A brief video captured via drone has shown the progress of the Large Synoptic Survey Telescope, a truly colossal instrument equipped with the world’s largest digital camera. The 3.2 gigapixel CCD imaging camera is said to be so powerful that no less than 1,500 high-definition screens are needed in order to display a single image. And that image, according to the Daily Mail, will one day be the “deepest, widest image of the universe” ever caught.
Located on the El Peñón peak of the Cerro Pachón mountain in Vicuña, Chile, Large Synoptic Survey Telescope has been undergoing construction since 2015. Three years on, the video presented by Assembly Integration Verification Manager Jacques Sebag has revealed an enormous mountaintop facility well on its way to completion. As per the project’s timeline, it will see engineering first light by 2019, and its 10-year survey shall officially begin either by 2022 or 2023.
The Large Synoptic Survey Telescope is set to capture over 800 images each night, and photograph the entire sky twice every week. All of this will be done with the aid of the 3.2 gigapixel camera, which has been outfitted with a filter-changing mechanism and shutter. These features will allow the camera to perceive light from near-ultraviolet and near-infrared wavelengths.
“Each patch of sky it images will be visited 1000 times during the survey,” said the Large Synoptic Survey Telescope team of the camera. “With a light-gathering power equal to 6.7-m diameter primary mirror, each of its 30-second observations will be able to detect objects 10 million times fainter than visible with the human eye. A powerful data system will compare new with previous images to detect changes in brightness and position of the objects as big as far-distant galaxy clusters and as small as near-by asteroids.”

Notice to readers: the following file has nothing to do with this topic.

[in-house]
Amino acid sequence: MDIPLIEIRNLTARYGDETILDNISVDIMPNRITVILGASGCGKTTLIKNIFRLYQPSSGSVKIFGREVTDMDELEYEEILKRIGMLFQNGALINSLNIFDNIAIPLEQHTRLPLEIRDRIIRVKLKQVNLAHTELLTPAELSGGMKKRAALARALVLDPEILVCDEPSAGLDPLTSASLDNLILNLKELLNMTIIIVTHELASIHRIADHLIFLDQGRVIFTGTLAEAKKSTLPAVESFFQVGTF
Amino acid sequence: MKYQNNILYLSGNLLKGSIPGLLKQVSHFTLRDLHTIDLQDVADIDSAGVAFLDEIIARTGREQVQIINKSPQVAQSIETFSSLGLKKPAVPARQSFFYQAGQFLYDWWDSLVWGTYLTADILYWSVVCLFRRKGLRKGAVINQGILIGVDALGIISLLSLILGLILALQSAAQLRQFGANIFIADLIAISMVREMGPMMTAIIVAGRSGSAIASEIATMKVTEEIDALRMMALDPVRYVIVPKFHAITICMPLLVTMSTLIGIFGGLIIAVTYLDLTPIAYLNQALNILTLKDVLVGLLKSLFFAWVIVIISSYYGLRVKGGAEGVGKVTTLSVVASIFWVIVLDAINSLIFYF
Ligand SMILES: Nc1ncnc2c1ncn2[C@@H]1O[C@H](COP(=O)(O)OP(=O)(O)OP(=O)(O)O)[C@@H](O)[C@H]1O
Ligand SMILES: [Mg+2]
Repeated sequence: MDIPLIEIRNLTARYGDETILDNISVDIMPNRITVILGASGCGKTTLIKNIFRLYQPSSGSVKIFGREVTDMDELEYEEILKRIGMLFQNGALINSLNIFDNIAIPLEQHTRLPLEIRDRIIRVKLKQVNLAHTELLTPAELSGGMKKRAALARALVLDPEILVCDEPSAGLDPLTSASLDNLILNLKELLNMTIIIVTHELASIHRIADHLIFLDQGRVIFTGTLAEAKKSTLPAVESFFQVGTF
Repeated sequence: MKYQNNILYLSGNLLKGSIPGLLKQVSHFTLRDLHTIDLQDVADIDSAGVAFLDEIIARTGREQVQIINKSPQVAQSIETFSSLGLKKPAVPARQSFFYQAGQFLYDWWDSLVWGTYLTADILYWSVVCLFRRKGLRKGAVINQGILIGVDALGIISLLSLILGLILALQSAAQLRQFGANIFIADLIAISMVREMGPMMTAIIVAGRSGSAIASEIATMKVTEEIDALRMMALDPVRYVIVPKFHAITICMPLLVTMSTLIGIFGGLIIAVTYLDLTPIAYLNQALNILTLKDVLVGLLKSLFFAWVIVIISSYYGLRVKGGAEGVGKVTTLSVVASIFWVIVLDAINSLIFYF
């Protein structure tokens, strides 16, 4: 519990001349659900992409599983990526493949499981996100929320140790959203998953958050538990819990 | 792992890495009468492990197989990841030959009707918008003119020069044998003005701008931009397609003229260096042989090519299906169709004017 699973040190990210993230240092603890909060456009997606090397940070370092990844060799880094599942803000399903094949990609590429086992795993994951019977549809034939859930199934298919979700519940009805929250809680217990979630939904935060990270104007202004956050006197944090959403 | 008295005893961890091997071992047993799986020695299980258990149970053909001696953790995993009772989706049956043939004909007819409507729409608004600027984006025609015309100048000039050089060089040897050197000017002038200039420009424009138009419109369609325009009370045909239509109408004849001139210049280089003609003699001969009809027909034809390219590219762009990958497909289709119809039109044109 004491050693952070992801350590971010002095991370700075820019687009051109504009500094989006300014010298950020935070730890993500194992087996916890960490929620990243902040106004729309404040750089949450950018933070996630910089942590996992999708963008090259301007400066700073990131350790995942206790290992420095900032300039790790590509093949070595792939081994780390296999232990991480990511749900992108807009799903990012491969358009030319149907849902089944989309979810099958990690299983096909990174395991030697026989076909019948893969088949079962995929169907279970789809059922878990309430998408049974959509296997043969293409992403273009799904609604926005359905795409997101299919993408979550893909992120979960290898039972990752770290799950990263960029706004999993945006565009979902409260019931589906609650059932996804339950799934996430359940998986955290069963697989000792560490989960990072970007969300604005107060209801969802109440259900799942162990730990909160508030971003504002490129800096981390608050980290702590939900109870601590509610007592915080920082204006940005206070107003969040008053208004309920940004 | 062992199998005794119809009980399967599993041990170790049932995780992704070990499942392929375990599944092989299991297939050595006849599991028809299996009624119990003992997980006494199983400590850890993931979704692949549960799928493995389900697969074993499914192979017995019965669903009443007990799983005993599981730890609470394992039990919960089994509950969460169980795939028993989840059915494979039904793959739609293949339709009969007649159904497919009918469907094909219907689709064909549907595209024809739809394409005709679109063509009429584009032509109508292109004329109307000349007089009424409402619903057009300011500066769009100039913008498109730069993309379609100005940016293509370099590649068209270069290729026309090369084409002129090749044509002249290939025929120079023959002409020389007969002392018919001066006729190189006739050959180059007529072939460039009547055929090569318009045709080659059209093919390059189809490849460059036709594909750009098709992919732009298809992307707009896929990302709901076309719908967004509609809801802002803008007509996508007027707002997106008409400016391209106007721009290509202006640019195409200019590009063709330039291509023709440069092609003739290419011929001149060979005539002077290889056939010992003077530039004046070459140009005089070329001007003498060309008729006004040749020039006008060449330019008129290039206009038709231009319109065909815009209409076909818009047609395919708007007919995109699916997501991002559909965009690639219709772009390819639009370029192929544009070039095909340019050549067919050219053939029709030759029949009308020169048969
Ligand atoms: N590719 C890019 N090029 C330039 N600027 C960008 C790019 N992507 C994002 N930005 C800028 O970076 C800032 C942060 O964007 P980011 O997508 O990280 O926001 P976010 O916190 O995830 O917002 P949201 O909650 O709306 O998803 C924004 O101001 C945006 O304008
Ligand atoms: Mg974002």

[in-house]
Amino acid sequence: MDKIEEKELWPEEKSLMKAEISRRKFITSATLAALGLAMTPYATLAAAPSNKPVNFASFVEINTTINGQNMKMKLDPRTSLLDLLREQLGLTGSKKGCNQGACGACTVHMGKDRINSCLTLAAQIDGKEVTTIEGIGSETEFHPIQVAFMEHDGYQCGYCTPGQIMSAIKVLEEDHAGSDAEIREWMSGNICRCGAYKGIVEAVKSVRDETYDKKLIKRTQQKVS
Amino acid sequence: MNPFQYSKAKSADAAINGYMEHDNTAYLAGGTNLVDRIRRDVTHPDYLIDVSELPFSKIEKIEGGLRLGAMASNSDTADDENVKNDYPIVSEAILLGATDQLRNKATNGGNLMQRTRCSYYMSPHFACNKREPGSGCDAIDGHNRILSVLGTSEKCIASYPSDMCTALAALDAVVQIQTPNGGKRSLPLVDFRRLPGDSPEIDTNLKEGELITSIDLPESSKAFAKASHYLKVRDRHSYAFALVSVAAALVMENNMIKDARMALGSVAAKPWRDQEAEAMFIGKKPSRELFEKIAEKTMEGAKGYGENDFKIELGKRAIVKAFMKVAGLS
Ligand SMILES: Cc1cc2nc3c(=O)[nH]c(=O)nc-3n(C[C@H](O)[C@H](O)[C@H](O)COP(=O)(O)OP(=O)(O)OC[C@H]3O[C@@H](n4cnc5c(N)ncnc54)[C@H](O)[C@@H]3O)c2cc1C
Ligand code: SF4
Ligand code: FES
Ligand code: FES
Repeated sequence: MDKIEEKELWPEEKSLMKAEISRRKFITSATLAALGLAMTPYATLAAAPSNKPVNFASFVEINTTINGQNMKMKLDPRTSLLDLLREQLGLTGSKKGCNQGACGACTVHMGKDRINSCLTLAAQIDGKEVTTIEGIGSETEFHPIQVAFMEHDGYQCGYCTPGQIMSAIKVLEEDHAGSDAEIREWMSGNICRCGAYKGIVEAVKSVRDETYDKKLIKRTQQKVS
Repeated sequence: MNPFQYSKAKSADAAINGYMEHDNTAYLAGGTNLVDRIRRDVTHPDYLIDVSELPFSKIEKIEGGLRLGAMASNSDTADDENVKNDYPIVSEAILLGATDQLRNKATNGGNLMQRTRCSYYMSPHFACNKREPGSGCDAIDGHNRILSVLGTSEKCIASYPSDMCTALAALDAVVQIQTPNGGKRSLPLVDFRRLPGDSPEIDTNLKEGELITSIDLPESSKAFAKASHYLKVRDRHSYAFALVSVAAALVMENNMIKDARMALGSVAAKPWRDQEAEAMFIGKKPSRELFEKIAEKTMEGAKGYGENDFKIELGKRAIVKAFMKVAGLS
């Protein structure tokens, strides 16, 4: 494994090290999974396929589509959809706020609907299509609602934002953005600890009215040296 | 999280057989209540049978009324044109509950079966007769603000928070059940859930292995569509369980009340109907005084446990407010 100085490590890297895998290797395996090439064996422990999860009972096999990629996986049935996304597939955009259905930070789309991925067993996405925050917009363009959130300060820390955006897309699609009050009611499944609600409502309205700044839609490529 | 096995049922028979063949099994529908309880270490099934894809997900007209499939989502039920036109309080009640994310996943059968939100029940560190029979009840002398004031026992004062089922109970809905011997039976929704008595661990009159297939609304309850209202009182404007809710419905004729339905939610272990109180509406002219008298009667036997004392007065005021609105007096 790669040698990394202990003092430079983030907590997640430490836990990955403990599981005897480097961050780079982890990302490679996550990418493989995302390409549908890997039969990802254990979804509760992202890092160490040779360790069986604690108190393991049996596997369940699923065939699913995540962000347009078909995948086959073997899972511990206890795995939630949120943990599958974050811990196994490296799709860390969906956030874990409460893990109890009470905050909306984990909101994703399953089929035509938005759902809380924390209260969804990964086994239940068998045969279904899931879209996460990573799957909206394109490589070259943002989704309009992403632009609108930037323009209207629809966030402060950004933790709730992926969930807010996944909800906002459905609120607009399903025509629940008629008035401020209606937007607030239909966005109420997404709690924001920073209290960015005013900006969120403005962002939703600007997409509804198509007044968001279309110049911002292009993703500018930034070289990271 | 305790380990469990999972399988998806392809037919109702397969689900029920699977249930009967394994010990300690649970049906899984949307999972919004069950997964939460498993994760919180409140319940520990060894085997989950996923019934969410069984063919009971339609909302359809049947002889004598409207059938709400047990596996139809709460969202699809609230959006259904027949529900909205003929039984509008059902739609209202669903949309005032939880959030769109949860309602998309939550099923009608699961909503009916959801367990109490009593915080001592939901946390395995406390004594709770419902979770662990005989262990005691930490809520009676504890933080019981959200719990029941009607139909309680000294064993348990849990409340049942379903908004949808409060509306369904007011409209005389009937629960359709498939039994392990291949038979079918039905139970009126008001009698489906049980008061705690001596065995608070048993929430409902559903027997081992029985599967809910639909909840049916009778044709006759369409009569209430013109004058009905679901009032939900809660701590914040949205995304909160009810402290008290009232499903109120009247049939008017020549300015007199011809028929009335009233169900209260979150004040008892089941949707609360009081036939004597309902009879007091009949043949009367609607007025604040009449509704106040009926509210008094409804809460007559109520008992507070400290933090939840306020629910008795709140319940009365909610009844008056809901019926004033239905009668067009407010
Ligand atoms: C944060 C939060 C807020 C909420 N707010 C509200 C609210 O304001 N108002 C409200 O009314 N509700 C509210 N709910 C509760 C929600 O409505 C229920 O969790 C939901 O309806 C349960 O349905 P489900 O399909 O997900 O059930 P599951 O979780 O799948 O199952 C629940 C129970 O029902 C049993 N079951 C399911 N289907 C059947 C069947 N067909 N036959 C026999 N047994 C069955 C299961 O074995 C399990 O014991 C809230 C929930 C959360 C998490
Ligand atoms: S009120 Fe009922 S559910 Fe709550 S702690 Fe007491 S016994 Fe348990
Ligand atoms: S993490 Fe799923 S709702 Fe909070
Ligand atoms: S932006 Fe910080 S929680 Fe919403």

During the telescope’s 10-year run, the team expects it to observe tens of billions of cosmic objects to create detailed images and movies of the universe that haven’t seen before. It may even discover new galaxies along the way.
As is, the Large Synoptic Survey Telescope is poised to become one of the planet’s many larger-than-life telescopes. China has the Five-hundred-meter Aperture Spherical Telescope (FAST), a radio telescope the size of 30 soccer fields. Occupying a mountain in the province of Guizhou, the massive telescope was designed to help China explore the vast reaches of space and discover alien life.
Joining them is the James Webb Space Telescope, the world’s largest telescope that the National Aeronautics and Space Administration (NASA) hopes to launch by next year. It too will be used to create a better, clearer picture of how the universe was created. And just like the FAST, it could also seek out signs of extraterrestrial life.
The Large Synoptic Survey Telescope may eventually do the same.
Fast facts on the Large Synoptic Survey Telescope
- The decision to build the telescope on Cerro Pachón was based on available infrastructure and the site’s quality for astronomical imaging.
- Construction on the camera was lead by SLAC National Accelerator Laboratory.
- The camera weighs over 3 tons and is the size of a small car.
- The team estimates that the Large Synoptic Survey Telescope will create an archive of six million gigabytes of data every year. And far from just being accessible to scientists, the team intends for the data to be available to the public at large.